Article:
Actually the gradual shift towards US/Spain relations began in the early 40s, during WWII. The U.S. & Great Britain kept communications channels open with Franco's government by allowing oil and grain to be shipped into Spain, despite their stance as a "non-beligerent" but associated with the Axis.
In agreements reached, Franco finally brought Spain into a neutral stance in 1943, and began limiting the shipments of goods to axis powers. One of the main raw products being wolfram (tungsten).
Before and after this time, Franco allowed the underground railroad that was helping Jews & Allied air personnel to operate freely, and in a worse case scenario, made the people who escaped from the Axis controlled areas to stay in Spain, until the end of hostilities.
The Foreign Ministry portion of the Spanish government had already began their swing towards the Allies as early in 1941, even though they were outwardly saying they supported the Axis.
Franco made it official, in the summer of 1943, when he appeared at a function no longer wearing his Falangist uniform, opting for a naval uniform instead, and stated that Spain was neutral. It marked the end of the government claiming they leaned towards the axis. In fact, behind the scenes, they had already began to assist the Allies in many ways, and then removed their volunteer army (I believe it was the 250th regiment of the German Army, which had been 40,000 men strong)from the Russian front.
At that time, FDR began looking at ways to open up relations even further with Franco, and after his death, President Truman continued the efforts. The culmination was the events that took place during the Eisenhower administration, and the opening of naval bases such as Rota.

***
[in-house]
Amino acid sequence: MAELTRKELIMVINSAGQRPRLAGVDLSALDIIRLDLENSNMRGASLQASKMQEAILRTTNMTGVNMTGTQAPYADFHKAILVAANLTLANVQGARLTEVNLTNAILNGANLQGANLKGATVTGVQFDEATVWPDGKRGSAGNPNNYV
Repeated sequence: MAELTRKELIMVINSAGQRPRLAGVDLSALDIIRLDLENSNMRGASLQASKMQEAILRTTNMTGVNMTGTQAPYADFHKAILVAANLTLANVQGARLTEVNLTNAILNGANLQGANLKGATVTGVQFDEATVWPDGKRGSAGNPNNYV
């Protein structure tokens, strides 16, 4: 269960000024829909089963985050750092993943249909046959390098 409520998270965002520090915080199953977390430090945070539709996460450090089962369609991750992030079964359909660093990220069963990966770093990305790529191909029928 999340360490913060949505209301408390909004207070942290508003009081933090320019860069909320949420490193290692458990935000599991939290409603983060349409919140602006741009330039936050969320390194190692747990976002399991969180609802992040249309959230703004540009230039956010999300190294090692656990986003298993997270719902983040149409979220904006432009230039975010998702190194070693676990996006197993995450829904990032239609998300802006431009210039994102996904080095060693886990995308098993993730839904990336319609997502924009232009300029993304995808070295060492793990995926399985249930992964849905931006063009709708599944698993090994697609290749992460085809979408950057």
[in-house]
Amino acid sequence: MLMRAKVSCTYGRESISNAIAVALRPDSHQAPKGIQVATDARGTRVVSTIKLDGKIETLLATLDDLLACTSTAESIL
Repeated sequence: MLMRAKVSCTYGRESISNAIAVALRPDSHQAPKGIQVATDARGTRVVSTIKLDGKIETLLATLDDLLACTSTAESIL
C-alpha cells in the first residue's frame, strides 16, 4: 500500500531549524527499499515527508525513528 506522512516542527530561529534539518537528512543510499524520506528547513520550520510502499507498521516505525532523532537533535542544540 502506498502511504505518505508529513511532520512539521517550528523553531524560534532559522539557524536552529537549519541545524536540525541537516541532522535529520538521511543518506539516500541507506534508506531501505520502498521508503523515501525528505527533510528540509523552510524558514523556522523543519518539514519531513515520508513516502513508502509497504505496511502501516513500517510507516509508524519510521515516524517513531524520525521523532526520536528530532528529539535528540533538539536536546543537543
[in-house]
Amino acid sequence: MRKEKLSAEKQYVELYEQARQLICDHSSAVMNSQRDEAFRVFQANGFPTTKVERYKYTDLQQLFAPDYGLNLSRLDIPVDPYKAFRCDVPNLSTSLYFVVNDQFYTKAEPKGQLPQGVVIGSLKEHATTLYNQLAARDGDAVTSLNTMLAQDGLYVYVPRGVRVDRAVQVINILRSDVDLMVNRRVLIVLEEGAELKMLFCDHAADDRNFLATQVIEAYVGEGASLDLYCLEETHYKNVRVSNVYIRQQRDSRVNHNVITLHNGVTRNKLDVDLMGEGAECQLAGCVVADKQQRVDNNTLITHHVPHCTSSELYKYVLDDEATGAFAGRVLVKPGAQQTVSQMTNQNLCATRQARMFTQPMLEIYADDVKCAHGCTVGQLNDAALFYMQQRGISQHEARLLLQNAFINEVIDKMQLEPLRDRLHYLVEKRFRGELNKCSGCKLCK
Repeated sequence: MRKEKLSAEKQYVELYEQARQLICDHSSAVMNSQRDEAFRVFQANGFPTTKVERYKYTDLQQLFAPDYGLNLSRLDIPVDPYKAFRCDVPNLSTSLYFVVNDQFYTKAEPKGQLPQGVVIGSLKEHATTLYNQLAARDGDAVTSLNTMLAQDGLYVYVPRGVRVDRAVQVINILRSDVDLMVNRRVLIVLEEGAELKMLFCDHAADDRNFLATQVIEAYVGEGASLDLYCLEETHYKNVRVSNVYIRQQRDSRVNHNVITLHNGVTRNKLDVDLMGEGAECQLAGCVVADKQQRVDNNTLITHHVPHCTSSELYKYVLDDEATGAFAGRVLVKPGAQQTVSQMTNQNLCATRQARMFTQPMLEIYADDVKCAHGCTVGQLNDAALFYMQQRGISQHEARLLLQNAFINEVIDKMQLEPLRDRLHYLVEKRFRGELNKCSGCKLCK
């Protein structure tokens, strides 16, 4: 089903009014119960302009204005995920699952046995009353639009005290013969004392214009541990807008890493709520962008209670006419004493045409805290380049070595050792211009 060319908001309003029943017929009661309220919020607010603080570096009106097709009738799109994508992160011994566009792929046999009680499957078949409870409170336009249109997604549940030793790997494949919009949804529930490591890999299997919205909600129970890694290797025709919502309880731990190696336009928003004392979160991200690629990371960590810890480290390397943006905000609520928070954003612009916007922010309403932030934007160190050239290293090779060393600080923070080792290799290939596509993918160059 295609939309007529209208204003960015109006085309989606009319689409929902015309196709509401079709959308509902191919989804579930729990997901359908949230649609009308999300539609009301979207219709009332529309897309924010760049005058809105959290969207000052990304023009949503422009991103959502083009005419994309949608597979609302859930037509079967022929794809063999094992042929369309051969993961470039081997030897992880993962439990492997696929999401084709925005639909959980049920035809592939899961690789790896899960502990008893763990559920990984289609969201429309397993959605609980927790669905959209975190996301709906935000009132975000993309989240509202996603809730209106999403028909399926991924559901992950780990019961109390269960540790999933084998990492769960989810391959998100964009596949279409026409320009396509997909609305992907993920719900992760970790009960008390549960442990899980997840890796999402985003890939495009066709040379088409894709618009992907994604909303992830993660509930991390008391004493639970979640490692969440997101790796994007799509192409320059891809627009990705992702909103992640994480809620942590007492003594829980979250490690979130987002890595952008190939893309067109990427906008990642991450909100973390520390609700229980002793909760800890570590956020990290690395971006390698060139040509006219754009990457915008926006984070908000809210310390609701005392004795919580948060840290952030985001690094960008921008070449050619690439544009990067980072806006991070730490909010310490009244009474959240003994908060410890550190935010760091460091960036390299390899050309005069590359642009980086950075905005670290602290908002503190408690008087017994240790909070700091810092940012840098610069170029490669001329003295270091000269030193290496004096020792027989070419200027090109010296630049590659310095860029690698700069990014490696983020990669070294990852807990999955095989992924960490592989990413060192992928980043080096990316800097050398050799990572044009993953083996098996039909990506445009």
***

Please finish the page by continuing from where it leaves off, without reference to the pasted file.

The Spanish government (according to old State Department records) was concerned that the German army would attempt to land a force in the Iberian peninsula to capture Gibralter, and that fear didn't pass until the Germans themselves were shown as not invincible in Africa. If it happened, Spain's government indicated they would fight against the Germans, and stated they would welcome help from the Allies, because they did not intend to allow Germany to bring the war to them.
Even though there were mixed signals given outwardly, behind the scenes, the ties between the Allies and Spain had already advanced beyond neutrality, and they were more or less siding with us.
If I recall correctly, our Ambassador to Spain at that time was named Hayes, and he ended up being at the center of the negotiations. His close ties with FDR, and the fact that Franco always welcomed him for private discussions indicate that Hayes may very well have been one of the two men who carried out secret negotiations. The other would have been the Ambassador from Great Britain.
As for Eisenhower, he was deeply involved in the negotiations as Commander of Allied Forces, so when he actually became President, the swing was pretty easy to make.
Anyway... That's what I learned from reading over 100 books on Spanish-American relations from 1931 to present.
Wolf (Who has to get a life outside of reading, writing, and scratching fleas